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Le Bell ATV était un projet expérimental d'avion à  décollage vertical utilisant deux turboréacteurs à  la fois pour le vol vertical et le vol horizontal. 

Il s'agissait de 2 Fairchild J44, chacun d'eux ayant une puissance de 454 kg de poussée. Ils étaient montés de part et d'autre, le long du fuselage, et pouvaient pivoter de 90°, depuis la position vertical jusquà  l'horiozontal.

This VTOL was a private-venture test vehicule (Bell Chief Aircraft Engineer, Stan Smith, obtained $100,000 of Bell funds Apr 53 to develop ATV) which had been built up from a number of readily available components :

  • Schweizer 1-23 sailplane fuselage and empennage,
  • Cessna 170 wing,
  • Bell 47 landing gear, 
  • French Turbomeca Palouste turbocompressor  for vertical flight reaction thrust via ducts and nozzles in wing tips and tail.
  • Fairchild J44 turbojet engines supplied by Air Force ( 6 with 5-hr service life for $1 each).

First flights of N1105V culminated Jun 54 with compressor failure on right engine which severed fuel line and destroyed tail while Joe Cannon was testing it.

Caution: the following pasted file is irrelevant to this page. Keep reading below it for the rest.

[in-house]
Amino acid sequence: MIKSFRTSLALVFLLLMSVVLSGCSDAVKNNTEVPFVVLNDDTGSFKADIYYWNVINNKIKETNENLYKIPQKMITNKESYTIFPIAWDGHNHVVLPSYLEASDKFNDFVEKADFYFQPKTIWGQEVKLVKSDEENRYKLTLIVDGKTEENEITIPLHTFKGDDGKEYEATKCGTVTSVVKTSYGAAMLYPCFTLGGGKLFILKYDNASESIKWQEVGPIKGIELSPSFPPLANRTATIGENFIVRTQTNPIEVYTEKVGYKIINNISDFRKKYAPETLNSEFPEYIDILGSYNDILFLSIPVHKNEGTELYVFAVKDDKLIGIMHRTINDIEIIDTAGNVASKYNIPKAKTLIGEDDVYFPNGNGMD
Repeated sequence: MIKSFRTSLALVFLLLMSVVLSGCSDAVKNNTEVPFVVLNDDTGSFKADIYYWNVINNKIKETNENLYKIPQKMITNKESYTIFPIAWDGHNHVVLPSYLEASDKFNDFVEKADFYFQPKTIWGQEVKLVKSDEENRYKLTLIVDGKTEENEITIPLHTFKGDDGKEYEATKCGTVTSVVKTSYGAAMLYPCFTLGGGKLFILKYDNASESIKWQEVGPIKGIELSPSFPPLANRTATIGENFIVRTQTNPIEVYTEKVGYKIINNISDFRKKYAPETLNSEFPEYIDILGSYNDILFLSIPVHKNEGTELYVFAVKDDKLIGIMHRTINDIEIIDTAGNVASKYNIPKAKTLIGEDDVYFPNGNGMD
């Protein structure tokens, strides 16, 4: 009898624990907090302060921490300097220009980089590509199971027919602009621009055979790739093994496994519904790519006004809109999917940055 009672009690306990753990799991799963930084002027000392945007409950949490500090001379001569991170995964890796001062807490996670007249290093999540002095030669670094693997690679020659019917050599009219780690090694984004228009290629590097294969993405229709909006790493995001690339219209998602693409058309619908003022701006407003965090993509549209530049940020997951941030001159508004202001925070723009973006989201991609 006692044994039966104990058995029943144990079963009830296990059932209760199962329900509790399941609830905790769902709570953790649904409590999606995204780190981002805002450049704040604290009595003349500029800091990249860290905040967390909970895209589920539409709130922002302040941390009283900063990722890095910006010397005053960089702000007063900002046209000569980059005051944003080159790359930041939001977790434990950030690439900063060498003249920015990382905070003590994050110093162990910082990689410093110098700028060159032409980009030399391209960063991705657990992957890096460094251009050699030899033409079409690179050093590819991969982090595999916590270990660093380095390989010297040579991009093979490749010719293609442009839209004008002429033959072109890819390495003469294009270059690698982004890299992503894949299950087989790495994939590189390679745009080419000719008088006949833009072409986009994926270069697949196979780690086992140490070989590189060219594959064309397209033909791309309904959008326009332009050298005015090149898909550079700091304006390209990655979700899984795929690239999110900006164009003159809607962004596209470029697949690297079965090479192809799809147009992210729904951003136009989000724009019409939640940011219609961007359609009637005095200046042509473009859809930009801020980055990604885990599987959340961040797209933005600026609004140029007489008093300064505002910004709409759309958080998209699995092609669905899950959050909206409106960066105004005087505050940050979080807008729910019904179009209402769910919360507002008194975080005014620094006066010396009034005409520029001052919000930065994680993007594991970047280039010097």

Repaired, was successfully flown by Dave Howe 16 Nov 1954 and partial transitions to horizontal flight performed with engines left in vertical position.

Apr 55, conventional Cessna landing gear installed, and vertical and horizontal flights were made by Howe.

In May, Howe unsuccessfully attempted horizontal to vertical transitions at 5,000 feet; when engines rotated, pitch-up occurred, and as stick was pushed forward to compensate, aerodynamic and reaction control pressures were sufficient to deform aft fuselage.

Since major test aims were complete and last J44s had 4.5 hours on them, project was terminated in favor of X-14.

ATV weighed about 2,000 pounds and accelerated from 0-100 mph in 100 ft.

Was only able to fly well in cold weather (relatively high air density) when engine thrust was about equal to aircraft weight.

6 key test results:

  • successful turbojet VTOL flight with a 1:1 power/ weight ratio;
  • proof that a person could control such an aircraft;
  • simple, workable reaction control system;
  • jet engines operating in sustained vertical and horizontal positions;
  • transitional flight that was more stable than hovering flight;
  • proof that jets could be operated vertically over concrete surfaces without damaging them.